By Adria Giordano, Gabriella’s Mom & Associate Vice President of Development, Connecticut Children’s Medical Center Foundation
As Valentine’s Day quickly approaches, our home becomes a sea of red hearts… from cookies and decorations, to candy and card making, I tend to go a bit overboard during this time of the year. Hearts are kind of a big deal in our family. A very big deal. And not just on February 14th, but throughout the year. During this month of chocolate, roses and secret admirers, our family celebrates, along with thousands of other families, American Heart Month.
February is American Heart Month and the week of February 7-14th is Congenital Heart Defect (CHD) Awareness Week. This annual awareness effort is designed to help educate the public about congenital heart defects, the number one birth defect in the U.S. Approximately 40,000 babies are born each year with a CHD, or 1 in every 125 births. Our baby girl was one of them.
Gabriella was born 14 years ago with a CHD known as Atrial Septal Defect (ASD), in which the wall that separates the upper heart chambers does not close completely—thus, leaving a hole in the wall. As typical with an ASD, there were no symptoms, and we were shocked when during a routine medical checkup for a cough, a heart murmur was detected. When Gabriella was 4 ½ years old, she underwent open heart surgery at Connecticut Children’s Medical Center to repair this hole and save her heart.
It was the most difficult day of our lives, as we handed our little girl over to a team of physicians to save her life. As a mother, I don’t think there is ever any way to prepare for this or to hear someone tell you they need to stop your child’s heart in order to repair it. I remember asking so many questions, not fully comprehending what I was hearing. I remember the days and nights leading up to the surgery as being anxious, scared, and unsure of what would happen.
Felice Heller, MD, Gabriella’s cardiologist, took such great care to make sure we knew every single thing that would be happening, and Dennis Mello, MD, her surgeon, answered all of our questions, no matter how many times I repeated myself. They never rushed us, or made us feel like we were asking too many questions. Paula Abrahamson, one of the amazing child life specialists at Connecticut Children’s, gave our family, including Gabriella’s little sister, a tour of the surgery center, so she would be familiar with the room, as well as stayed in touch with us throughout the procedure.
January 8, 2008, will forever be the day our daughter’s heart was stopped, so it could be fixed. I remember sitting in the family surgery lounge, holding my breath, afraid to breathe or talk, for fear I would crumble to the floor. Finally, after several hours, the doors opened and in walked Dr. Mello, telling us the good news. The surgery was a success. A week later my girl was running down the 8th floor hallway and cleared to come home.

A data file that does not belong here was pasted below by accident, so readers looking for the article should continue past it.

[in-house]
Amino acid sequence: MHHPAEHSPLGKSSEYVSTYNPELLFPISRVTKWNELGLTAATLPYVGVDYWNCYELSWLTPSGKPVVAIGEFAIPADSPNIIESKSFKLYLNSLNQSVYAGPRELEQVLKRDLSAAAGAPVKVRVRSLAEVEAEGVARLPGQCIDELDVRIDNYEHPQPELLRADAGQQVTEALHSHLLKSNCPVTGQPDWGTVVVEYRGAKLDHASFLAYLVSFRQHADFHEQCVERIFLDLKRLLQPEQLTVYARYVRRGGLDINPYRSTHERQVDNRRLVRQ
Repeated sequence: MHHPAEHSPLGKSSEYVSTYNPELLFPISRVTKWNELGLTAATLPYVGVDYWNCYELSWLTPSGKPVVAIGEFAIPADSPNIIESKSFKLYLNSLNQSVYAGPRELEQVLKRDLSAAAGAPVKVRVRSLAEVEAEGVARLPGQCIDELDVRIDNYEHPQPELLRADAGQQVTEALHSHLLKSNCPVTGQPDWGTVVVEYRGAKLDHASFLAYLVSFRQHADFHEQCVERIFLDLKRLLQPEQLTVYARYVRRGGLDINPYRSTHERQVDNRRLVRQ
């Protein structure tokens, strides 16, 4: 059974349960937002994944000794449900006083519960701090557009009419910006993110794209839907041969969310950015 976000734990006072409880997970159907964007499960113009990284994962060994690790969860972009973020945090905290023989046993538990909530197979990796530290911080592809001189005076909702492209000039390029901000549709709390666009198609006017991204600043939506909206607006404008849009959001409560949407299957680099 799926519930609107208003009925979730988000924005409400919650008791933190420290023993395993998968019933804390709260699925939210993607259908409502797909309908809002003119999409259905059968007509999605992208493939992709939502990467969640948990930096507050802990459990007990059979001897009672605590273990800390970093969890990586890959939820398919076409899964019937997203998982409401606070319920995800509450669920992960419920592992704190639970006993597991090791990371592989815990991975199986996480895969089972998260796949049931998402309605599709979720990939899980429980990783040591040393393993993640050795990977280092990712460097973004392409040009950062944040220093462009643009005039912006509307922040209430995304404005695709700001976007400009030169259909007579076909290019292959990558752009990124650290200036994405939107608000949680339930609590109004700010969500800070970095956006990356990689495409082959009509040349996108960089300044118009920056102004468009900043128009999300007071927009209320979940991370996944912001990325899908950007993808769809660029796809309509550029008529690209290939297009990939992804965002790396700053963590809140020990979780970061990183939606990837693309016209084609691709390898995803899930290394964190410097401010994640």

We are forever grateful to the Division of Cardiology at Connecticut Children’s for saving her life, and for the amazing care and compassion they showed our entire family. It was one of the most difficult and scariest experiences my husband and I have gone through as parents.
The year following her surgery our family held a fundraiser, Gabriella’s Scoop Night, to support the Division of Cardiology at Connecticut Children’s. We wanted to give back to the wonderful hospital which saved her heart. To date, the event has raised $50,000 through generous donations of family, friends and sponsors in the community.
Today, Gabriella’s heart is stronger than ever and completely healed. She has gone through other medical issues, including six eye surgeries for cataracts and glaucoma, however she does not let this prevent her from being her best self. And although she would deny it, Gabriella is a warrior. She doesn’t focus on the past, or allow it to prevent her from doing what she loves. She swims on her high school swim team and dances weekly. She is compassionate and kind, loves children, and thinks about being a teacher or social worker one day.
Gabriella continues to be my inspiration every day, with her determination and compassion to help other children going through heart issues. When she was 10 she created “GG’s Hearts,” a nonprofit which provides special teddy bears to children having heart surgery. To date, more than 250 bears have been donated to hospitals across New England, including many at Connecticut Children’s Medical Center.
We thank God every single day for the amazing physicians, nurses, child life specialists and everyone who works to help improve children’s lives. They are our angels. How truly blessed we are to have such a special place in our own backyard.